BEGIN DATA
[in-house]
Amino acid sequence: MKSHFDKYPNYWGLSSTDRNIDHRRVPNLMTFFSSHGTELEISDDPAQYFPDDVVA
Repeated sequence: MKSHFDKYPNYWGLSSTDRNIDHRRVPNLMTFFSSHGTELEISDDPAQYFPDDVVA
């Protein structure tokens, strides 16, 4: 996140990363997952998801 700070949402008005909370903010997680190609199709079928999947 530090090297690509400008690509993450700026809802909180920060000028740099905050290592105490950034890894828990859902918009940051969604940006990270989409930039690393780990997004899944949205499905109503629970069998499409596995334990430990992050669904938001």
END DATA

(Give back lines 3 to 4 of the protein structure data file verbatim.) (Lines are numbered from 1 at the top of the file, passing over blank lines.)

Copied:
Repeated sequence: MKSHFDKYPNYWGLSSTDRNIDHRRVPNLMTFFSSHGTELEISDDPAQYFPDDVVA
């Protein structure tokens, strides 16, 4: 996140990363997952998801 700070949402008005909370903010997680190609199709079928999947 530090090297690509400008690509993450700026809802909180920060000028740099905050290592105490950034890894828990859902918009940051969604940006990270989409930039690393780990997004899944949205499905109503629970069998499409596995334990430990992050669904938001």